This is disturbing: .39, .33, .38, and .19. That’s Kobe’s shooting percentages in his last four games.
Being just fans — without inside info on how much this is really affecting Kobe — we can only speculate, but it appears that recently, it’s affecting him a lot. From what I’ve watched, it seems to really affect his touch from about 12 feet all the way to the basket.
When I watch Kobe this year, I don’t see the hops that he once had, or even had last year. You can see when an athlete’s leaping ability has left him: instead of exploding and ascending when he leaps (a la Wade and LeBron), he simply jumps, lacking that rising action.
If you watch Kobe’s early games this season — before the finger, when he could still dunk with authority — he would be in full-stride on a fast break, jump off of one foot, and it basically looked like he arrived at the rim, instead of being truly above the rim. Now going back to his finishing, the lack of springs didn’t really affect this early in the year, because he had gotten stronger and more savvy around the basket.
However, now with his finger affecting his touch, combined with the lack of hops, Kobe has not looked like the Kobe we know when he’s trying to finish in traffic. It just seems that lately, he’s thrown up way more prayers in the lane than I’m accustomed to seeing.
Now it’s Kobe, so that doesn’t mean he hasn’t found ways to compensate and still be effective. If you go back, and watch the last four or five games, Kobe’s distance shooting — 15 feet and out — doesn’t look to be nearly as hindered. This makes sense, because this is where he usually goes to his face-up and pull-up game. In these instances he can compensate for his lack of finger strength with his legs, hand/wrist/forearm, and grip. Perhaps this explains the improvement of his 3 point shooting as of late, and those miraculous game winners.
Speaking of which, my buddy Chris, is a die hard Kings fan. I know watching Kobe drill that game winner — along with the schooling of Tyreke Evans on D, and nailing those clutch treys in the previous matchup — really got to him. So I asked him what it felt like to watch Kobe rip the Kings’ heart out at the buzzer. He said as soon as Kobe caught the ball, he KNEW it was going in; that watching Kobe close out a game in the 4th is not surprising at all, because he’s basically the Jordan of this generation. We Laker fans know this, but that’s some major respect coming from a Kings’ fan.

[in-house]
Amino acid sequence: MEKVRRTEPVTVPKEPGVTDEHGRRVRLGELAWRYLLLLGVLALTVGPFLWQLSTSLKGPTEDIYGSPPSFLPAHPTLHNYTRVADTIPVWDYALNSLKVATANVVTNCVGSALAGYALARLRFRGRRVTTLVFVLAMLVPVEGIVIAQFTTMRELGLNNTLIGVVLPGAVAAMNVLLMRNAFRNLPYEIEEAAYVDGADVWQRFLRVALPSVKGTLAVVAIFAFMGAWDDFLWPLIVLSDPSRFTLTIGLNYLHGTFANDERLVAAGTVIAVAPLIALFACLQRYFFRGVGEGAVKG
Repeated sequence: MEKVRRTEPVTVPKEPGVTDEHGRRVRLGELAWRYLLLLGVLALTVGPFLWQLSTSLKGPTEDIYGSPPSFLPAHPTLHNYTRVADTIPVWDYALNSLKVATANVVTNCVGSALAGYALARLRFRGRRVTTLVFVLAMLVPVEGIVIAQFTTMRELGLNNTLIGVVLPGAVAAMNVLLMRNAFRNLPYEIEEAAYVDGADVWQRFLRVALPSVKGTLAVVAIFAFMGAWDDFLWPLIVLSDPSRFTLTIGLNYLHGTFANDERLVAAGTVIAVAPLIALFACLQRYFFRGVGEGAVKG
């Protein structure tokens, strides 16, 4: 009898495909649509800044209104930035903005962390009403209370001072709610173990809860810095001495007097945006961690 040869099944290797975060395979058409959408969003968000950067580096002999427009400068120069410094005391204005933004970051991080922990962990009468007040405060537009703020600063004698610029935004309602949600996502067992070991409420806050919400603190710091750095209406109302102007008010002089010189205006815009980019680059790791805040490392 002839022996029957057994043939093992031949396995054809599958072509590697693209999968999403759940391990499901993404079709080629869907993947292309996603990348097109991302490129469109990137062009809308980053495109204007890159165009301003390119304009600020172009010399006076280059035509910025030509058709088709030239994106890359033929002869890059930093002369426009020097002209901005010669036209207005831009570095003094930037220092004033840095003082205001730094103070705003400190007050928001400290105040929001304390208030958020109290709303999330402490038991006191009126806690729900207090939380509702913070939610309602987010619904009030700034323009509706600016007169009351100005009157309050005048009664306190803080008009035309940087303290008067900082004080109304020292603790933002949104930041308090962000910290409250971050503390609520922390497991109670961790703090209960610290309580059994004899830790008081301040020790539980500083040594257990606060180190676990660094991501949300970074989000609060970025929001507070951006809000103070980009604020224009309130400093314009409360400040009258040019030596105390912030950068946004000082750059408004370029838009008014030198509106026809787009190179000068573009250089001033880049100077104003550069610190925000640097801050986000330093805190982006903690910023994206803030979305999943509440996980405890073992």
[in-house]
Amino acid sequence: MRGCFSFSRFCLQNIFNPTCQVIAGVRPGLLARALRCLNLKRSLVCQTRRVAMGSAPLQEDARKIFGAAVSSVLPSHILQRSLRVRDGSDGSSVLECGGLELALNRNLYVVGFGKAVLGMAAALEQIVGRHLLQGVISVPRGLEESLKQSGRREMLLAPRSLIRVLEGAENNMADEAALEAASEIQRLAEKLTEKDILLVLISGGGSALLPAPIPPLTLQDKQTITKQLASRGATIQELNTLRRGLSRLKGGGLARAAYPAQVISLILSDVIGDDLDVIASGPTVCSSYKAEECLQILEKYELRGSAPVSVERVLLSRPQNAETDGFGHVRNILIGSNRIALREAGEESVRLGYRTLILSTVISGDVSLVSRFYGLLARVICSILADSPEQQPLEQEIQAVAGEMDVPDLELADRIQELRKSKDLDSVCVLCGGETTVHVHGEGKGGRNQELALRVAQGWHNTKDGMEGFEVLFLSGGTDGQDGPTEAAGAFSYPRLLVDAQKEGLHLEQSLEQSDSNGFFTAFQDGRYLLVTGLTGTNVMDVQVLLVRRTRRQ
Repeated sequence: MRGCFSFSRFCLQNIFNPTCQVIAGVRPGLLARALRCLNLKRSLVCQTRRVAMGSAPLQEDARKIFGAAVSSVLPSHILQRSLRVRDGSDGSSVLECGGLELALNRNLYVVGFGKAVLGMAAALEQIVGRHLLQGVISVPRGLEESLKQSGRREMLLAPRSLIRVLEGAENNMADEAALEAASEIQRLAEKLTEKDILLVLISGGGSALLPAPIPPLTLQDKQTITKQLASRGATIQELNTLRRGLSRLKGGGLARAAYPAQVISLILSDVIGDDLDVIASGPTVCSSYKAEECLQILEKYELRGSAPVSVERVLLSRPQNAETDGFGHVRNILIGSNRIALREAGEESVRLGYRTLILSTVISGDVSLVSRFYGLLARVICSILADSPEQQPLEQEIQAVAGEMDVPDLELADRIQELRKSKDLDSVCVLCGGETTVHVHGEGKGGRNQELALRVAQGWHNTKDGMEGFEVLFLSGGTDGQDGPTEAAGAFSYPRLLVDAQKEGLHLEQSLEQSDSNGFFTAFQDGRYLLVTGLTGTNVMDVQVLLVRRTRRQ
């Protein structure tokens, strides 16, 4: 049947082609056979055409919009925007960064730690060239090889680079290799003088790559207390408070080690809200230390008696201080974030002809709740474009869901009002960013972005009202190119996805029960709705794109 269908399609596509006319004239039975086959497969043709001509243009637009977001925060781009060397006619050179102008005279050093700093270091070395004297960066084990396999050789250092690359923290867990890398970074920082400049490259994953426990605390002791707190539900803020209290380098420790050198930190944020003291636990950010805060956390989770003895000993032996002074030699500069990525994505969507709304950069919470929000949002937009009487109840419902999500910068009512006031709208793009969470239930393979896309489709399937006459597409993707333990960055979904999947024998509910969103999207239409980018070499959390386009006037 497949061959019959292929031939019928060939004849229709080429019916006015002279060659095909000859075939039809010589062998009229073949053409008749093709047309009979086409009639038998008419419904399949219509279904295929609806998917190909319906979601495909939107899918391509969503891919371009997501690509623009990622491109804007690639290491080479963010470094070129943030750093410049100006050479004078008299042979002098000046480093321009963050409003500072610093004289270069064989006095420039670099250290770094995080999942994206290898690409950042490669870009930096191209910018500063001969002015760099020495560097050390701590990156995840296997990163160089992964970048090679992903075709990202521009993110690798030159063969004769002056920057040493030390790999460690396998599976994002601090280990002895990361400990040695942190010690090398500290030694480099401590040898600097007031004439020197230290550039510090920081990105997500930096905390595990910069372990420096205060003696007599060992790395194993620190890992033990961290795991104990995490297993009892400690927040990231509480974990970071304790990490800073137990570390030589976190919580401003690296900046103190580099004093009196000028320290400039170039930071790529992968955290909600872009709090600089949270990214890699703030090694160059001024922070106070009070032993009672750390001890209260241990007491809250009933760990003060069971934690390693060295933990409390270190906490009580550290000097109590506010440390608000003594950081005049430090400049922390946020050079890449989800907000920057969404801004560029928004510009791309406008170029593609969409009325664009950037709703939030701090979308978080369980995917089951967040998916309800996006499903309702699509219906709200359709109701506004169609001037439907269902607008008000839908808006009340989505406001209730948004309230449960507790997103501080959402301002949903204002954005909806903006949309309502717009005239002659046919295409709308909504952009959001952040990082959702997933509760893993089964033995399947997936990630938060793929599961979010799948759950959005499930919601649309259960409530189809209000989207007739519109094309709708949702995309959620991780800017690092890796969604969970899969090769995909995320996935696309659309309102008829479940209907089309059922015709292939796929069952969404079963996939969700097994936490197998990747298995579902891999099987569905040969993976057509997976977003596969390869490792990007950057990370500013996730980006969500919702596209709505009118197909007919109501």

Anyway, to compound things, and make matters worse, Pau is hurt, Luke is hurt, and Sasha has actually been getting significantly more playing time. Of course this is leading to an increase in Bryant’s minutes, and with the amount of games he has put on his legs in the last two years this is not a good thing.
He’s averaging 38.5 MPG (minutes per game) this year, which scares the hell out of me! In the 07-08 run to the finals, he averaged 38.9 MPG, and in that last series against Boston, he looked a little worn down. I really don’t want to see a banged up and worn down Kobe in the Finals (assuming we get there, of course), because when Kobe is shooting 14-37 we are not winning the Championship.
This raises the question: Should Kobe sit out a few weeks, or even a month? Before I wrote this, I spoke to a friend of mine who happens to be a certified athletic trainer. I asked her what her opinion was regarding Kobe’s injury, him playing with it, and if there was a chance that it could get better during the season and she said: “It most likely will not heal, and if it’s not properly managed it can lead to permanent deformity. It doesn’t seem to smart to me, but I’m sure he has a group of doctors looking after it, whose advice I’m sure he’s going against. I hope it works out okay for him.” Well now that was reassuring.
Look, if this injury is affecting Kobe to the point where he’s shooting .33, then his shot volume may actually be hurting us, and because of our injuries, and lack of a bench, he’s had to log massive minutes. So what we’re left with is a Kobe, who is not producing at the offensive end, but is still killing and running the hell out of his legs. Kobe will never sit out, but perhaps he should.
At first glance, the thought of the Black Mamba sitting out seems suicidal to our season, but it may actually help us out down the stretch. What are the worst things that could happen to us? Well, it can’t be much worse than what’s been happening to us now. We just dropped back to back games to the Clippers and lost once again to the Blazers in Portland (where Kobe was thoroughly outplayed by Brandon Roy). If Kobe sits out, maybe we lose that game that we won against the Kings, or that game we won against Milwaukee.
But maybe Vujacic’s re-emerges, or maybe Bynum figures out how to play with Pau. Perhaps the increased minutes that Shannon Brown and Farmar would see, would further blossom Shannon and help Jordan find his game again.
We would definitely not be a better team without Kobe, and we may drop a couple more games than we normally would, but if the bench finds themselves and it helps some of our role players re-emerge would the extra losses not be worth it? True, we are in a battle for home court, but it doesn’t appear that Boston and Cleveland are just ready to run off with it.
And when all is said done, Kobe’s finger will be stronger, his legs will be rested, and he’ll be ready to take on the post-season. I know Kobe is resourceful, and even if he doesn’t sit (which we know that he most likely will not do), he’ll find a way to still be a great player, but it’s harder to repeat than it is to win the Championship. The Lakers are going to need a full strength Kobe to beat the Cavaliers or the Celtics in a seven game series.
Put it this way: .39, .33, .38. and .19 could be Kobe’s shooting percentages in a four game stretch during the NBA Finals. If Kobe shoots like this in the Finals, does anybody like our chances?